POSTED: 1:30 a.m. HST, May 7, 2011
The city appears to be poised at last to install security cameras along Kuhio Avenue, with the looming Asia Pacific Economic Cooperation meetings in November no doubt prodding officials along.
We would like to add a little extra push, if for no reason than to reduce the chance of APEC visitors watching Hawaii's famous aloha spirit being overwhelmed by more salacious attractions.
It's not as if money needs to be scraped together for this improvement. The Hawaii Tourism Authority has agreed to pay $175,000 to the city to install four cameras on Kuhio, counterparts to those long operating on Kalakaua.
Officials said the project has been delayed because the city discovered that the electrical and communications network did not support the original camera design.
An alternative was devised, and the Carlisle administration pledged in an email this week that the notice to proceed would be issued May 31.
The city needs to ride herd on the project to ensure it's operational by the end-of-summer start date the HTA set.
Planners said cameras should be operating by summer's end at Kuhio and Seaside avenues, and at Kuhio's intersection with Kanekapolei, Nahua and Nohonani streets.
There is already support at the back end, too: The Waikiki Business Improvement District Association has a crew of monitors watching the closed-circuit video images at the Waikiki police substation.
Advocates for civil liberties worry that the cameras pose an intrusion when other methods exist, such as police foot patrols and good lighting. However Kuhio is already well lit, and Waikiki has better police coverage than many other districts — as it should, given the area's importance to the state's bedrock tourism industry.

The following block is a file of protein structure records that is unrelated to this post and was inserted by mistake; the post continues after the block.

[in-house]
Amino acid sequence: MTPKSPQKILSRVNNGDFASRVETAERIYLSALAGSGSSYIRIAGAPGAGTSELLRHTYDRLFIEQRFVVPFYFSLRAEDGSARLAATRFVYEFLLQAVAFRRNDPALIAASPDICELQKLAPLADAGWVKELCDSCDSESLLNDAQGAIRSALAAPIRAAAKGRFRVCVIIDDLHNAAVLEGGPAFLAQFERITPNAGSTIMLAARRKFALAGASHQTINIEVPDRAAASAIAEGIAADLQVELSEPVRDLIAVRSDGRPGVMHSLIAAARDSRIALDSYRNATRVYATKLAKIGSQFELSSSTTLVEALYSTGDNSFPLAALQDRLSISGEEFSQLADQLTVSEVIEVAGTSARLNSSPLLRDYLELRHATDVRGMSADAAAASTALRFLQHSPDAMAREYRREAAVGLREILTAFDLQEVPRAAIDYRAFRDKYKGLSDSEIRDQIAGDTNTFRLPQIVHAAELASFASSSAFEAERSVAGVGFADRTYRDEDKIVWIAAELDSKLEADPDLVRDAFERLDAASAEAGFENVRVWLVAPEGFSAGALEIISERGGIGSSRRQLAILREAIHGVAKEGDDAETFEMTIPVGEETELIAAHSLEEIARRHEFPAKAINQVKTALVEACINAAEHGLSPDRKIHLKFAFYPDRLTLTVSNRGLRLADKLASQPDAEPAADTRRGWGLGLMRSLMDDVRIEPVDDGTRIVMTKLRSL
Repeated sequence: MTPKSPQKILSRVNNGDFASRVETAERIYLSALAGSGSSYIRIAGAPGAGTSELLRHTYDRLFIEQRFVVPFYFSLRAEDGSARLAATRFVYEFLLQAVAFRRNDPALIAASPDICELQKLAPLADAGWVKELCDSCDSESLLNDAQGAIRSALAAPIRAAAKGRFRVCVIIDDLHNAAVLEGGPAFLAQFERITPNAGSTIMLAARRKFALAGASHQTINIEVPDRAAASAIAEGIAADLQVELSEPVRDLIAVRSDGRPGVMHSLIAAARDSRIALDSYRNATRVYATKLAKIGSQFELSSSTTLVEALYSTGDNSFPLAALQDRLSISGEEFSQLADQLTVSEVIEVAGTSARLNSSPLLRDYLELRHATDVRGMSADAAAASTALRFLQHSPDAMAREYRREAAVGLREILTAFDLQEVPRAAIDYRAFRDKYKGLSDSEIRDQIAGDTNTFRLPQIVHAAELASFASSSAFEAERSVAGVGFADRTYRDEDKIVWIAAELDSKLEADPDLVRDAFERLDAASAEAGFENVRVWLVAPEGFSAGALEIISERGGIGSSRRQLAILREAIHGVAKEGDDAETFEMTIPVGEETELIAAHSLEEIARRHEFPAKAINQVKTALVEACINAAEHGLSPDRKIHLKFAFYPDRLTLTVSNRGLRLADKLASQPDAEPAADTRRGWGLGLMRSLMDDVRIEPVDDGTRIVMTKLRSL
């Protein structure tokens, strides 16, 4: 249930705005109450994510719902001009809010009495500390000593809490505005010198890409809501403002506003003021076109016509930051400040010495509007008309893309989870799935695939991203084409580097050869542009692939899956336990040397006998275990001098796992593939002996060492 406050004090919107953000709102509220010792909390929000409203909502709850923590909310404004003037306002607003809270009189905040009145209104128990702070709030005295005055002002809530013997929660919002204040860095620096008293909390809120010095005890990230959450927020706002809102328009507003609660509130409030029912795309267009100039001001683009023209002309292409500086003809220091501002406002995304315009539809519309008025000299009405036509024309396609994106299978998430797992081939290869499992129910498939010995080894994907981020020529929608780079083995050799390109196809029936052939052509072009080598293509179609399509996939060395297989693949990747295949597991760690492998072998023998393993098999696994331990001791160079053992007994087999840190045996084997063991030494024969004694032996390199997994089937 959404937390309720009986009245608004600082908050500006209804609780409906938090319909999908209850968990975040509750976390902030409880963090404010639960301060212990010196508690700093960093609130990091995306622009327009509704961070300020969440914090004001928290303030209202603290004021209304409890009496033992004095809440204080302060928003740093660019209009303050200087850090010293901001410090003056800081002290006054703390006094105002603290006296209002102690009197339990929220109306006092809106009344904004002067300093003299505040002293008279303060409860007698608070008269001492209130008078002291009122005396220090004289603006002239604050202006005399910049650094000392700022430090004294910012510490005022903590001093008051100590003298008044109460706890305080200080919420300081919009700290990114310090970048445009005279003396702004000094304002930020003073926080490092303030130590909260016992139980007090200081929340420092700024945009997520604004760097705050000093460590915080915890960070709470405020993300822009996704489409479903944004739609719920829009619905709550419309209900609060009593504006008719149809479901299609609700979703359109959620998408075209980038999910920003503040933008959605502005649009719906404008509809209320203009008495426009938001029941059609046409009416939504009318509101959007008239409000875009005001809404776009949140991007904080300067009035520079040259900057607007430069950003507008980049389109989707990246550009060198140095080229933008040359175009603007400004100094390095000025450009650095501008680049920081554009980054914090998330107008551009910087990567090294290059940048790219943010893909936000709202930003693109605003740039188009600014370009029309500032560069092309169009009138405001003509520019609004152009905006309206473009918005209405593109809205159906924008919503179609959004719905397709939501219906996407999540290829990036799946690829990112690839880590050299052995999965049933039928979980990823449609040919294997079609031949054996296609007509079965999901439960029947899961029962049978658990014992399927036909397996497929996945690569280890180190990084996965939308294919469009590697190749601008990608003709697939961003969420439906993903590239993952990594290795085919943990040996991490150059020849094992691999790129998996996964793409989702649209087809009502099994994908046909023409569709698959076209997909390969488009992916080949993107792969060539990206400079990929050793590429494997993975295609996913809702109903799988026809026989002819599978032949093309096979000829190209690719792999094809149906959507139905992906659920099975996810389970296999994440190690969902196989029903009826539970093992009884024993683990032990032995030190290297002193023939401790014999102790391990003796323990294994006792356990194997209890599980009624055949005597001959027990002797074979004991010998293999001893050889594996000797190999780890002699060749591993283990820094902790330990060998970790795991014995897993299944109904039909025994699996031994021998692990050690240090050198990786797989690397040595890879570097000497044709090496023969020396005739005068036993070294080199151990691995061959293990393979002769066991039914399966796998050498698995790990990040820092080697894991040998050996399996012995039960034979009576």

And cameras that aim at the public thoroughfare are not excessively invasive, since nobody has an expectation of privacy on a city street.
Critics say there is no statistical evidence that cameras lower the crime rate. Some cite a 2009 study by Northeastern and Cambridge universities showing little change in crime rates in, for example, town centers. They say it relocates crime rather than deterring it overall.
That might be so, but when the location is one of Waikiki's two major arteries, sweeping crime somewhat off that beaten track might not be a bad outcome.
Stephany Sofos, a longtime resident and realty businesswoman in Waikiki, disputed the studies, and pointed to criminal deterrence at area condominiums and houses where cameras are installed. Further, she said, the cameras help provide evidence to prosecute crimes that do persist.
"We have gotten so big as a cosmopolitan area that there are people who just don't want to do the right thing," she said. "You have to protect the public from these people."
She's right, and now is the right time to act. That's true not only because Honolulu must cater to the VIPs coming for November's conference, but because all Waikiki residents also want an environment where prostitution, drug-dealing and other crimes produce less of a blight than they do now.